The Importance of Theme in Writing a Screenplay Adaptation

I’m currently teaching a one-week course on an important writing subject: Theme. The writers participating in the class and I have gotten off to a rocking start including a question raised about the unique challenge of writing a screenplay adaptation based on an actual historical figure. Here is my response to that question:

Adapting real-life characters, especially if you’re doing a traditional biopic or what is more common nowadays, a ‘snapshot’ biopic, where the narrative focuses on a specific period of time and uses that as a lens to interpret a character’s life (e.g., Lincoln), is tough work. Why? Human lives are typically pretty messy and don’t often lay out in three-act structure with a central theme. We, as writers, have to supply those elements. Best way to do that, obviously, is working with the person as a character, immersing ourselves in their lives, and looking for story material to rise to the surface.

As part of that process, zeroing in on the story’s central theme can be critical in shaping the narrative. So in terms of your story, I would drill down on some fundamental questions re the Protagonist figure:

* What do they want (Conscious Goal)?

* What do they need (Unconscious Goal)? This one is huge as it indicates what I call their Narrative Imperative, their Fate, if you will.

If you invert your perspective and look at everything that happens in the plot as supporting the psychological journey of the Protagonist, all that ‘stuff’ serves to answer two related questions:

* “Who are you? What will you become?” Every movie asks those questions of key characters, most importantly, the Protagonist. At a base level, that is the whole point of the story.

Joseph Campbell said this exact thing: The point of the Hero’s Journey is transformation. At the beginning, the Heroine is just making do (not living an ‘authentic’ life) and they need to change. Through their Separation — Initiation — Return process of their journey, they come home (literally and/or figuratively) a transformed individual. So another question:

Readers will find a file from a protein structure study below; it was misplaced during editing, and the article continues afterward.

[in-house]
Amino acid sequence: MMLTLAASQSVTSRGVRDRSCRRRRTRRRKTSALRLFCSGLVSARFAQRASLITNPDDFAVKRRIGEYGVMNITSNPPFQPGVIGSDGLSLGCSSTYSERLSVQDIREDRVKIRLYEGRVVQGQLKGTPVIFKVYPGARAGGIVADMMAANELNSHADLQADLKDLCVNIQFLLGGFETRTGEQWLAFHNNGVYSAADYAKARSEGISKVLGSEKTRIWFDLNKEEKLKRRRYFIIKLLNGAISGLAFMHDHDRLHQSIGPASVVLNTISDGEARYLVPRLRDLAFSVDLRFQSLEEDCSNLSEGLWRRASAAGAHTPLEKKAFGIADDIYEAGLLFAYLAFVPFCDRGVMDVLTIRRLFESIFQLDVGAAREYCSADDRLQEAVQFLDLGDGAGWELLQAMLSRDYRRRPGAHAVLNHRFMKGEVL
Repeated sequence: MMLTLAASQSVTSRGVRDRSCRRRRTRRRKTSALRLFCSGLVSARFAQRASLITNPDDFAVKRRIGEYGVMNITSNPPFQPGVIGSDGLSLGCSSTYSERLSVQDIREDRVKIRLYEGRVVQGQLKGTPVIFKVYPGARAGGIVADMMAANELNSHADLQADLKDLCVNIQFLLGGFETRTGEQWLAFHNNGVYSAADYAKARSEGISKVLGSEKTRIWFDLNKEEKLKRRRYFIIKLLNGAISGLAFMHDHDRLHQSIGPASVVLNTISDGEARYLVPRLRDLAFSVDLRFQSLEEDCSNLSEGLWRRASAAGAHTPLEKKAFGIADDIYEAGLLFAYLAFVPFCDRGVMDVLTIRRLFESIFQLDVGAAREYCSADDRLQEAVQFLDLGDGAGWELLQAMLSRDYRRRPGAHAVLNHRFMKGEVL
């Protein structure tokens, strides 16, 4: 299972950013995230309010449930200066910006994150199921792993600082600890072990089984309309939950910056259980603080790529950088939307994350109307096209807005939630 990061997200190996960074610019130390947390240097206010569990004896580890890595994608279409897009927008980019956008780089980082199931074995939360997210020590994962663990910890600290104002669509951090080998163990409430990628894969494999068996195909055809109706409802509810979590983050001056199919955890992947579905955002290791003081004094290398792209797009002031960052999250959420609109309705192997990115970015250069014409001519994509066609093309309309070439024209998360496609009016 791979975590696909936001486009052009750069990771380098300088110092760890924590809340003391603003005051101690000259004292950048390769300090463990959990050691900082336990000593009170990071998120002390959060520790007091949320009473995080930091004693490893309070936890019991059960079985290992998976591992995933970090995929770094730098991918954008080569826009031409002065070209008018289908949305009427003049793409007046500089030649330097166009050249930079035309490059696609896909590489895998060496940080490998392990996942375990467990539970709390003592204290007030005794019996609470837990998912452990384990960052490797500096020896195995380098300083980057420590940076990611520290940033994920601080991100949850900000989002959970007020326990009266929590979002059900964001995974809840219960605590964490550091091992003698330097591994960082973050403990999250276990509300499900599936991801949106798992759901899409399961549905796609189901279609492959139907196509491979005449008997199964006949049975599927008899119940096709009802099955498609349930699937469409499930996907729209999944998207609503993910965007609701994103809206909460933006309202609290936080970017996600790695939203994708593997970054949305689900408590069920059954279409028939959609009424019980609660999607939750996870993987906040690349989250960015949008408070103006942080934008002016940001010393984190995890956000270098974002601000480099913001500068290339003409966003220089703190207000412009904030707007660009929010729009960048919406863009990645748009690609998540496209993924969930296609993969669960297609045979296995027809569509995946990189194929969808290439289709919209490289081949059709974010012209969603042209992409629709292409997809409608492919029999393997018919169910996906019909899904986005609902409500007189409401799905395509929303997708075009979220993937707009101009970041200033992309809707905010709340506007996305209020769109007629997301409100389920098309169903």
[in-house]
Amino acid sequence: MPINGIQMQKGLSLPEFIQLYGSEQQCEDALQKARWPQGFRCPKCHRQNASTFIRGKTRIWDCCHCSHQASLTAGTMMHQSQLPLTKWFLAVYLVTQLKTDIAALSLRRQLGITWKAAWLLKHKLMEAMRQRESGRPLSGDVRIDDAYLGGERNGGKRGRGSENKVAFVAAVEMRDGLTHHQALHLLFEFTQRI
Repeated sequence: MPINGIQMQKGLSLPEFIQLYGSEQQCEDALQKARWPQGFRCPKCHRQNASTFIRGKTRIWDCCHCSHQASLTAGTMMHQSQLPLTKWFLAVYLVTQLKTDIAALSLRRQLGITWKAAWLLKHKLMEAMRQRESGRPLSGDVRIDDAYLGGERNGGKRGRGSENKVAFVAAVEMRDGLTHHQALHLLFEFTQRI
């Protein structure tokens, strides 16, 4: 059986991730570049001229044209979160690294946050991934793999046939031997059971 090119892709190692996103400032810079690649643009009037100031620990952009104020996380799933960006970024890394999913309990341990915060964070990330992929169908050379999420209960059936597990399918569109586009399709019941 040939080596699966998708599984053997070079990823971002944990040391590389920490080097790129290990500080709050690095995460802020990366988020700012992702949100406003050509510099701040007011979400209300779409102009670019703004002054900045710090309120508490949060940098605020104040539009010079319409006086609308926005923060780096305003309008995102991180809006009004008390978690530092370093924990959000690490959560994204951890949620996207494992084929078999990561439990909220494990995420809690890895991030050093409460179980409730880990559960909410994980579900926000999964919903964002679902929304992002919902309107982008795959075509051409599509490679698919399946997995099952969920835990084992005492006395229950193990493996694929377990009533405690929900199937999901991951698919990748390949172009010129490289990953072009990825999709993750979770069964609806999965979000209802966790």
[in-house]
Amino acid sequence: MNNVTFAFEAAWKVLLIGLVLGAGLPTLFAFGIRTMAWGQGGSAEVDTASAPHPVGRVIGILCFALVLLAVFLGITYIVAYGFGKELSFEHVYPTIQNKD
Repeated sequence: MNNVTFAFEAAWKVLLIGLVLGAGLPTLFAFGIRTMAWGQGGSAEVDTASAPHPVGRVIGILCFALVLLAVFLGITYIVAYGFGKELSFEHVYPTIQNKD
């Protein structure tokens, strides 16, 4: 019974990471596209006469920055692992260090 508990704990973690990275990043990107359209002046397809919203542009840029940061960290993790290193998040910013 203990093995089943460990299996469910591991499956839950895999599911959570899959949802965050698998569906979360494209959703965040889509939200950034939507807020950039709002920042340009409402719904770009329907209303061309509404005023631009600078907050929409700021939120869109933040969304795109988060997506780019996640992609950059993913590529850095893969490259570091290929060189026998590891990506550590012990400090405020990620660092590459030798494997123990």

* Why does this story have to happen to this character at this time?

You are choosing this precise moment in the Protagonist’s life to type FADE IN. Why? What is it about this specific journey that they are required to embark on it?

So you may very well have to shape the details and contour of your central character’s life-story to make it a movie. As they say in Hollywood, “Don’t let the facts get in the way of the story.”

What is the central theme of your story? It’s a critical question to ask… and answer. This is especially so in relation to biopic adaptations. Here’s a good example: What Aaron Sorkin did in the movie The Social Network. Again my comments from the Core: Theme class:

I recall watching The Social Network for the first time when I whispered to my oldest son, “This feels like a Shakespeare play.” I was referring to themes in the story — the mad ‘king,’ lust for power, betrayal. Later I read this interview with Sorkin in which he said the following:

“My feelings about the internet are actually irrelevant to anyone’s enjoyment of the movie. But what made me overcome it was that I didn’t think it was a movie about Facebook. I thought it was a movie that has themes as old as storytelling itself… Themes of friendship and loyalty, and of class and jealously and power. These things that Shakespeare would write about it, or Paddy Chayefsky would write about. But luckily for me, none of those people were available so I got to write about it.”